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Floortime Lite mama writes about her life, love, hope and autism at Floortime Lite Mama 


  1. Keep me posted as to where one can find that type of intervention, or training for parents to do this. Thanks!

    1. Thank you so much for your comment !
      If you click on the Social Learning Tree in the post .. its the link to her website

  2. She has an amazing website and some of her materials can be purchased on amazon. We bought The Social Detective for our son thru amazon and then donated it to her kindergarten class. It is perfect for him and kids like him. I highly recommend the book and the whole program.

  3. LOVE, love, love her! Her approaches are amazing for kids on the spectrum.

    1. Totally agree Aimee .. everyone who has experienced her approach seems to love her

  4. K, this is such an interesting post. A few things stood out for me! :)

    "traced back to undeveloped social thinking as a young child"
    This is the area in which I am working with Nick!

    " where he can be trained to look at and understand social cues and nuances"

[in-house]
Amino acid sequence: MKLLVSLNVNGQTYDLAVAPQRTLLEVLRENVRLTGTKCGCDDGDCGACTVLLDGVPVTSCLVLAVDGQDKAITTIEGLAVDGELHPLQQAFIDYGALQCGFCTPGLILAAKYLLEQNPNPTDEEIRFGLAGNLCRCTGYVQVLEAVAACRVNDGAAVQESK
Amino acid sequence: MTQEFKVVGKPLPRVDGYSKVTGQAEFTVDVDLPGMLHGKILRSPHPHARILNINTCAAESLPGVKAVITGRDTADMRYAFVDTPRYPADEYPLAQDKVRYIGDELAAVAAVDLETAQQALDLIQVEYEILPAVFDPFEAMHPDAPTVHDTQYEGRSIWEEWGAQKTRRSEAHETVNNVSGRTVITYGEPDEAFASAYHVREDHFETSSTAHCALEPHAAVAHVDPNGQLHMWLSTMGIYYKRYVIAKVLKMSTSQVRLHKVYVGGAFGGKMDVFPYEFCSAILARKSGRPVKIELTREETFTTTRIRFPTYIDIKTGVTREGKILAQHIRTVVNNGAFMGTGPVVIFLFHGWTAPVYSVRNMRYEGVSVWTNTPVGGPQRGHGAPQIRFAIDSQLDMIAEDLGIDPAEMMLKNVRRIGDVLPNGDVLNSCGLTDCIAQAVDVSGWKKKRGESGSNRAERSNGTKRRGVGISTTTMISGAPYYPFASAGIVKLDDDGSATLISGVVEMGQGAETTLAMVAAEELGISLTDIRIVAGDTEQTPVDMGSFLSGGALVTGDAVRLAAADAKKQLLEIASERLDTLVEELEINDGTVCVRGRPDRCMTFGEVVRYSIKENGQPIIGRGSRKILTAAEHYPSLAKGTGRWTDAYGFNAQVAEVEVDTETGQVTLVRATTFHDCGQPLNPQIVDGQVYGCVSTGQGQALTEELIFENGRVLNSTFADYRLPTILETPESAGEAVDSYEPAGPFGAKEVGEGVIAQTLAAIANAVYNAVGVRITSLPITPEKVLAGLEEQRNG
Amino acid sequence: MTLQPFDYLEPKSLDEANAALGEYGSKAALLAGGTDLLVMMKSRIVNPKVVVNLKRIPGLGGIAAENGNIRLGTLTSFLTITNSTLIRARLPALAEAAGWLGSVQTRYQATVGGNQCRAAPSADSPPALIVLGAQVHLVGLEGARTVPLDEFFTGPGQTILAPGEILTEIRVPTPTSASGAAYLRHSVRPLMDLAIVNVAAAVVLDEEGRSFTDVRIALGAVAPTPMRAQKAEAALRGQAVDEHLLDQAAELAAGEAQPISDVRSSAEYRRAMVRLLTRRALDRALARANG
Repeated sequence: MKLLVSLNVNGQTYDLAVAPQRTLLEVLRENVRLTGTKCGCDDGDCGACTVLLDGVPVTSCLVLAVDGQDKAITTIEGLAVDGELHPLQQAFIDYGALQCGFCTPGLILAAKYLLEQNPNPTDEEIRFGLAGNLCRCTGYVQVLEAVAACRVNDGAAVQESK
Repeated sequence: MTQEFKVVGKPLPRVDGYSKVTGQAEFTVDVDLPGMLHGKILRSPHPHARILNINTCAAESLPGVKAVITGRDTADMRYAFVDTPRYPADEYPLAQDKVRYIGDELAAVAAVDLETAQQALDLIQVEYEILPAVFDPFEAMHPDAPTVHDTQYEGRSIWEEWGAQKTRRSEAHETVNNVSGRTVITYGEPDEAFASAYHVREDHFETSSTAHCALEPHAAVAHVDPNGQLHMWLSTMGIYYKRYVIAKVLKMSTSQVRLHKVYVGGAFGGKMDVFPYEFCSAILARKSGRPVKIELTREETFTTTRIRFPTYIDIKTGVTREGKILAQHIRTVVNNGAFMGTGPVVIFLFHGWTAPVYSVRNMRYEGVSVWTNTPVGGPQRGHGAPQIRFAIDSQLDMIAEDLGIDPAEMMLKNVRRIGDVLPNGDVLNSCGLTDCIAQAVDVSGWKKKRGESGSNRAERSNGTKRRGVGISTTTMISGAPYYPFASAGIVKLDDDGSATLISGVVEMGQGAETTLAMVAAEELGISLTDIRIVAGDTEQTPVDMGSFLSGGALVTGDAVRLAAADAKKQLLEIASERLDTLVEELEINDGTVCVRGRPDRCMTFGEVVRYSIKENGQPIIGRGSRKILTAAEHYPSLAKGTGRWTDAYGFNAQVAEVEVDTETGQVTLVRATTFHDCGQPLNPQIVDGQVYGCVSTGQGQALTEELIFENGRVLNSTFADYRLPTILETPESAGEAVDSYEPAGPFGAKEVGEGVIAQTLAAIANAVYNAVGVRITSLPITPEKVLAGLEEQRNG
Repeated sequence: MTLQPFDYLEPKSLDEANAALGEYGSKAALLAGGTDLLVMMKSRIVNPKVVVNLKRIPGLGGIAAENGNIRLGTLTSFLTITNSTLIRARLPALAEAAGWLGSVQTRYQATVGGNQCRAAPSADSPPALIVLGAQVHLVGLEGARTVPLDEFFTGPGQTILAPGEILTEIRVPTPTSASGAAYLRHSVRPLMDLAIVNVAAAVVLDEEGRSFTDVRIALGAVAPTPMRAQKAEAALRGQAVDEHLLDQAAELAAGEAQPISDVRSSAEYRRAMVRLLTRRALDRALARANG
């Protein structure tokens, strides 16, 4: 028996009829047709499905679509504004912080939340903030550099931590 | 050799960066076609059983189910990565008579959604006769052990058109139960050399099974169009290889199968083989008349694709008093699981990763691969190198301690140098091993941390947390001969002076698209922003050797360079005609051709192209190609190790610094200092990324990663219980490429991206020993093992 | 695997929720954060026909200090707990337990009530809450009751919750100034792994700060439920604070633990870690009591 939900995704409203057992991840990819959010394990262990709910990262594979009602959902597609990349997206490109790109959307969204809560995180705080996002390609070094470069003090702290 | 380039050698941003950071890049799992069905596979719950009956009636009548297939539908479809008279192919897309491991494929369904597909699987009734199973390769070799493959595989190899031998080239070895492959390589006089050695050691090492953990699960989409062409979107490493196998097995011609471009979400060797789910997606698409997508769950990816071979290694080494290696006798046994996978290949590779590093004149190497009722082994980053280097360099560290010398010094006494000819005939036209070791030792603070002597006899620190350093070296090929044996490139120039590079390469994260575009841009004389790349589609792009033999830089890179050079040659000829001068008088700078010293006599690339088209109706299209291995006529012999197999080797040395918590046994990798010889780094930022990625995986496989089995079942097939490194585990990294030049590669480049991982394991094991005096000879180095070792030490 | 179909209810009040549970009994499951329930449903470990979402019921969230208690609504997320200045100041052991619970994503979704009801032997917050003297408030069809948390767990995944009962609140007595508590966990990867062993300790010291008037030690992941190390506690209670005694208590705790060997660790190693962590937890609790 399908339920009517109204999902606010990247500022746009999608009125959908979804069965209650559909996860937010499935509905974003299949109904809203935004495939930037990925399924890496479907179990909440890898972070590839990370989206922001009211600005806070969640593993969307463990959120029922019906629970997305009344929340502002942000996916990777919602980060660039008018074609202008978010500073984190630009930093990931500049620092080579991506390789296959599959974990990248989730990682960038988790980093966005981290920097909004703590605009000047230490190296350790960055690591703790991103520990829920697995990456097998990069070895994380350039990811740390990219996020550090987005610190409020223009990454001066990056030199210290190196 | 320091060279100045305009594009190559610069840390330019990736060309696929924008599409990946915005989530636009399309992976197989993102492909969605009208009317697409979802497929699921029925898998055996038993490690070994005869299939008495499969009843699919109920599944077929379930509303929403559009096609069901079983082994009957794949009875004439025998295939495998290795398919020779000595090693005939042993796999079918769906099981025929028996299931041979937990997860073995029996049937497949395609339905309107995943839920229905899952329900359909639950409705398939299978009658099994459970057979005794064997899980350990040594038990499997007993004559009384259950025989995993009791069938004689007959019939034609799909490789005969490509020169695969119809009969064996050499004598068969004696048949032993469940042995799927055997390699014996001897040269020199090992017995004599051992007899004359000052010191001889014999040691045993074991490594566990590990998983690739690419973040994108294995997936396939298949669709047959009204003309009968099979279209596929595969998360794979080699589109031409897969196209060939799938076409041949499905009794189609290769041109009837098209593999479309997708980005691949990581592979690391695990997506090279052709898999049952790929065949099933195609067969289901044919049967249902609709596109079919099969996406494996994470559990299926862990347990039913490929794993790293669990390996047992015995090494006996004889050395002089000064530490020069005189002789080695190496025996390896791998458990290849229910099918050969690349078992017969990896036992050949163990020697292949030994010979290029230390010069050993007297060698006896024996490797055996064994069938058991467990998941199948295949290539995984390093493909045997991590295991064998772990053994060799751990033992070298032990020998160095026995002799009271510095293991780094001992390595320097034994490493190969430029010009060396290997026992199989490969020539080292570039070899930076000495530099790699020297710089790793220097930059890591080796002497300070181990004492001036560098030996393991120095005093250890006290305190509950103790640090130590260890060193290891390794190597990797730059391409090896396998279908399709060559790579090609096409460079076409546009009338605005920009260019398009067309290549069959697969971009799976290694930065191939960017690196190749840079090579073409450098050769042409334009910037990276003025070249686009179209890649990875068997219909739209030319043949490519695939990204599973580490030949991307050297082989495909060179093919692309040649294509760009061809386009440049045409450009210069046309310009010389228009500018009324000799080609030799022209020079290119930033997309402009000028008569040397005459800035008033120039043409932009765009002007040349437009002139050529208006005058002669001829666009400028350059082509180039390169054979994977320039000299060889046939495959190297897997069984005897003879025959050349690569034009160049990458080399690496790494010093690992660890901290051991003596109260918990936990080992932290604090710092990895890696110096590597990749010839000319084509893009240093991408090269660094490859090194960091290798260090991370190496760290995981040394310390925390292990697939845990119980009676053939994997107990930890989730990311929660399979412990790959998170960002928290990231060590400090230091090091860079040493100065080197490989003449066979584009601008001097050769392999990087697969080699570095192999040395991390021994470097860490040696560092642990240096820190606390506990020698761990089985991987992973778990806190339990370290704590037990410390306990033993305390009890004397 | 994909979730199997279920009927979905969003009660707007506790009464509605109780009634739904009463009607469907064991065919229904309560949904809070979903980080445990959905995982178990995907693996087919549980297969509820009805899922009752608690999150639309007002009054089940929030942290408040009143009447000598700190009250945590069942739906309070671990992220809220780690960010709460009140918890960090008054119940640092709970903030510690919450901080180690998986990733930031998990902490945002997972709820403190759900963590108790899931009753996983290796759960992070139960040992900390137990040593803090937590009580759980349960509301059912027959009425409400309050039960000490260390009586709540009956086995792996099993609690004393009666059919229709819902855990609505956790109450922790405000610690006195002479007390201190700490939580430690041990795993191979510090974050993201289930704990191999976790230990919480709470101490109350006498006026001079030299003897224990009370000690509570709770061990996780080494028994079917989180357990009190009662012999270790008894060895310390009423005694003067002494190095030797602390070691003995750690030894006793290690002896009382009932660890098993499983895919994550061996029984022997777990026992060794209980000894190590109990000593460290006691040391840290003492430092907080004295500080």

I am not training Nick! :) Through experiencing the developmental stages that he has missed out on, he is learning *naturally* to reference facial expressions and body language for information. This is an important part of development. I am focusing on the roots of the tree before the trunk and the leaves. I am building the foundation for Nick's future development!

    "He has to be taught to see what the other person is seeing and then based on that develop the ability to figure out what the person is thinking.
    Understanding another person's perspective is so hard for our kids. There is so much to learn before our kids can get to this stage.

    K, obviously this is my own experience and perhaps my comment is not right for this site, however, I think it is beneficial for us parents to talk and share ideas! What do you think? xx

    1. Di you made such great points - I think a lot of of the relational models of development like RDI , floortime and sonrise take into account the roots of the tree and you are doing such an awesome job with Nick !
      "There is so much to learn before our kids can get to this stage."
      Very very true - r is definitely in the very early stage of being able to develop this skill
      one thing we are working on as we are still in very early stages with R is "what is Papa looking at ?"
      And we are making it very easy for him
      Example DH will keep a pencil right in front of his eye
      So its easy for R to answer "papa is looking at a pencil"
      Similarly his therapists are doing this in their reading comprehension - asking what each character is feeling

  5. Thanks for a great post. I a big believer in the RDI program. And at the College Internship Program in Long Beach where I am the Program Director, social thinking is a huge part of our curriculum. Michelle Garcia Winner was one of our professional advisors as well.